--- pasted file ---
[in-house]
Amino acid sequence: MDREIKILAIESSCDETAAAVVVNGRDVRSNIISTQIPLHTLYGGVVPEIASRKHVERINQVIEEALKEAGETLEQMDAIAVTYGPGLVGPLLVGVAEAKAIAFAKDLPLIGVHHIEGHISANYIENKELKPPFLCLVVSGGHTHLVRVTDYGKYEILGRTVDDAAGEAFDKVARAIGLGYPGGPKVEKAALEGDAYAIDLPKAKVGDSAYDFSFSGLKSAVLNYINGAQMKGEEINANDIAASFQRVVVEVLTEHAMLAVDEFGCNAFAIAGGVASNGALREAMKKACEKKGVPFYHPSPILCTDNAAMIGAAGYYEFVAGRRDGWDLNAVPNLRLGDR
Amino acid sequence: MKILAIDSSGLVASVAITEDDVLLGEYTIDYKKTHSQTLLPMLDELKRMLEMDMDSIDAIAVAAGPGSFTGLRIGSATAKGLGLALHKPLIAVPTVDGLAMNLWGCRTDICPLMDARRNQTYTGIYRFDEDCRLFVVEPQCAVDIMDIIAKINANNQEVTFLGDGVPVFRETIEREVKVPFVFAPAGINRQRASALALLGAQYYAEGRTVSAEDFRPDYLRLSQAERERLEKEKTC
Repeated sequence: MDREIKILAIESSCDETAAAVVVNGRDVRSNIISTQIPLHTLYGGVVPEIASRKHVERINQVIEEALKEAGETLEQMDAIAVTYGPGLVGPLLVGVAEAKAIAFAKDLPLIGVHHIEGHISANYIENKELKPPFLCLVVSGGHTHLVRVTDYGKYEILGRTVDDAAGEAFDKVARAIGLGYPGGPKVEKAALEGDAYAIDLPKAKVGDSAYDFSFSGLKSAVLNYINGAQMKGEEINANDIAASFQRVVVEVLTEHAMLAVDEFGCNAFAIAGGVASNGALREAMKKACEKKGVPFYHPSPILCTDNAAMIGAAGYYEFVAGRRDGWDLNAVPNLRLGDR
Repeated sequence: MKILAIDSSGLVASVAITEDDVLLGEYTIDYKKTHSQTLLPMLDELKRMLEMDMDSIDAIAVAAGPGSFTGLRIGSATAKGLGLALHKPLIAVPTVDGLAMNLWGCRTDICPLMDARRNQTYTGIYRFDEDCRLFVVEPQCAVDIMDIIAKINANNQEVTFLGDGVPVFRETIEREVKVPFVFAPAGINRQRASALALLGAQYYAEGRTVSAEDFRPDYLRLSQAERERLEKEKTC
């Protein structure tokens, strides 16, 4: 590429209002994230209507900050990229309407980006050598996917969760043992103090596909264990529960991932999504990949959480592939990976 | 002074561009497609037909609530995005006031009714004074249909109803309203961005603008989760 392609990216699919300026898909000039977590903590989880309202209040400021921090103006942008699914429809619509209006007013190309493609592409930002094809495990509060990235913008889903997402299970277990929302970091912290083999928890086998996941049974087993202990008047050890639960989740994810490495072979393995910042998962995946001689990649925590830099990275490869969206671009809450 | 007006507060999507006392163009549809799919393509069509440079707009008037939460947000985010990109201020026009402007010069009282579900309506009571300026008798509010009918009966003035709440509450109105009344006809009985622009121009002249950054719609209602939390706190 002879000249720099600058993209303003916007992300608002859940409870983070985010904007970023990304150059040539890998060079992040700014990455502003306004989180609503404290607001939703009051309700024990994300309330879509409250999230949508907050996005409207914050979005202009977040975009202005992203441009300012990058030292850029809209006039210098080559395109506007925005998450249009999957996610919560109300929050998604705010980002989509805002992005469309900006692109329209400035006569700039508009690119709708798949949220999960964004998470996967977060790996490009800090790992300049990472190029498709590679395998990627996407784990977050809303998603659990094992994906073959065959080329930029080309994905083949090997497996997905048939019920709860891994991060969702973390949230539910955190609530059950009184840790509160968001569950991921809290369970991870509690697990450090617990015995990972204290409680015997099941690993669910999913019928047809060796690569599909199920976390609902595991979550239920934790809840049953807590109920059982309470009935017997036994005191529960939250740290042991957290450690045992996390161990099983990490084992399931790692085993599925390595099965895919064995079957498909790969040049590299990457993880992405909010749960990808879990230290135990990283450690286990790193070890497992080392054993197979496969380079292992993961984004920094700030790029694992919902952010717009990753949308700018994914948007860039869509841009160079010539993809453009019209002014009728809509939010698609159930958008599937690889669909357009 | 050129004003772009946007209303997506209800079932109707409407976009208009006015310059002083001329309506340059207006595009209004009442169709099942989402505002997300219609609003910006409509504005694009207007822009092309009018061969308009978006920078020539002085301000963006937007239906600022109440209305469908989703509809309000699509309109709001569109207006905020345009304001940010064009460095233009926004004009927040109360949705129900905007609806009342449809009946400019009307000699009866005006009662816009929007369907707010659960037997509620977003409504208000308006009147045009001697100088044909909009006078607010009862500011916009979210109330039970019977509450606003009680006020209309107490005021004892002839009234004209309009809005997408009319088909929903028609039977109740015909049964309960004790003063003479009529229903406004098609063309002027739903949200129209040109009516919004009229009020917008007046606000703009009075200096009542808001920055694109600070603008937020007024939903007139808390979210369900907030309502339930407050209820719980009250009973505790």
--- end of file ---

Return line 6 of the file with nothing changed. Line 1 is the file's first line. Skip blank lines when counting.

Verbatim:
């Protein structure tokens, strides 16, 4: 590429209002994230209507900050990229309407980006050598996917969760043992103090596909264990529960991932999504990949959480592939990976 | 002074561009497609037909609530995005006031009714004074249909109803309203961005603008989760 392609990216699919300026898909000039977590903590989880309202209040400021921090103006942008699914429809619509209006007013190309493609592409930002094809495990509060990235913008889903997402299970277990929302970091912290083999928890086998996941049974087993202990008047050890639960989740994810490495072979393995910042998962995946001689990649925590830099990275490869969206671009809450 | 007006507060999507006392163009549809799919393509069509440079707009008037939460947000985010990109201020026009402007010069009282579900309506009571300026008798509010009918009966003035709440509450109105009344006809009985622009121009002249950054719609209602939390706190 002879000249720099600058993209303003916007992300608002859940409870983070985010904007970023990304150059040539890998060079992040700014990455502003306004989180609503404290607001939703009051309700024990994300309330879509409250999230949508907050996005409207914050979005202009977040975009202005992203441009300012990058030292850029809209006039210098080559395109506007925005998450249009999957996610919560109300929050998604705010980002989509805002992005469309900006692109329209400035006569700039508009690119709708798949949220999960964004998470996967977060790996490009800090790992300049990472190029498709590679395998990627996407784990977050809303998603659990094992994906073959065959080329930029080309994905083949090997497996997905048939019920709860891994991060969702973390949230539910955190609530059950009184840790509160968001569950991921809290369970991870509690697990450090617990015995990972204290409680015997099941690993669910999913019928047809060796690569599909199920976390609902595991979550239920934790809840049953807590109920059982309470009935017997036994005191529960939250740290042991957290450690045992996390161990099983990490084992399931790692085993599925390595099965895919064995079957498909790969040049590299990457993880992405909010749960990808879990230290135990990283450690286990790193070890497992080392054993197979496969380079292992993961984004920094700030790029694992919902952010717009990753949308700018994914948007860039869509841009160079010539993809453009019209002014009728809509939010698609159930958008599937690889669909357009 | 050129004003772009946007209303997506209800079932109707409407976009208009006015310059002083001329309506340059207006595009209004009442169709099942989402505002997300219609609003910006409509504005694009207007822009092309009018061969308009978006920078020539002085301000963006937007239906600022109440209305469908989703509809309000699509309109709001569109207006905020345009304001940010064009460095233009926004004009927040109360949705129900905007609806009342449809009946400019009307000699009866005006009662816009929007369907707010659960037997509620977003409504208000308006009147045009001697100088044909909009006078607010009862500011916009979210109330039970019977509450606003009680006020209309107490005021004892002839009234004209309009809005997408009319088909929903028609039977109740015909049964309960004790003063003479009529229903406004098609063309002027739903949200129209040109009516919004009229009020917008007046606000703009009075200096009542808001920055694109600070603008937020007024939903007139808390979210369900907030309502339930407050209820719980009250009973505790």